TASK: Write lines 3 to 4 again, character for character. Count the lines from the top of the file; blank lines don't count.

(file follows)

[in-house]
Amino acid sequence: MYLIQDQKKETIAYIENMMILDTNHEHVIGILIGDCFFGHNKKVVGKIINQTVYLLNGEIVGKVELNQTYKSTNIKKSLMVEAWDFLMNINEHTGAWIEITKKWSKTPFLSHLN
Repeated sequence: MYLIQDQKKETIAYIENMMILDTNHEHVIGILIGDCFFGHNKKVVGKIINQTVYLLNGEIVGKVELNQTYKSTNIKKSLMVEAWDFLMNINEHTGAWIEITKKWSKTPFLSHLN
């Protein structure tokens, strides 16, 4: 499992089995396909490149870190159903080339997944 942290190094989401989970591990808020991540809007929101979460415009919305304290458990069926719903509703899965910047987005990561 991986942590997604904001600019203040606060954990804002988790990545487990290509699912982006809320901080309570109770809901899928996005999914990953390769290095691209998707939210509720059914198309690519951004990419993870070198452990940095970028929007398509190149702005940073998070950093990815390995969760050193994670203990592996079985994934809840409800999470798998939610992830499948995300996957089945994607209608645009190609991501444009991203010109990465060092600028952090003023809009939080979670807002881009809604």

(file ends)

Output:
Repeated sequence: MYLIQDQKKETIAYIENMMILDTNHEHVIGILIGDCFFGHNKKVVGKIINQTVYLLNGEIVGKVELNQTYKSTNIKKSLMVEAWDFLMNINEHTGAWIEITKKWSKTPFLSHLN
């Protein structure tokens, strides 16, 4: 499992089995396909490149870190159903080339997944 942290190094989401989970591990808020991540809007929101979460415009919305304290458990069926719903509703899965910047987005990561 991986942590997604904001600019203040606060954990804002988790990545487990290509699912982006809320901080309570109770809901899928996005999914990953390769290095691209998707939210509720059914198309690519951004990419993870070198452990940095970028929007398509190149702005940073998070950093990815390995969760050193994670203990592996079985994934809840409800999470798998939610992830499948995300996957089945994607209608645009190609991501444009991203010109990465060092600028952090003023809009939080979670807002881009809604």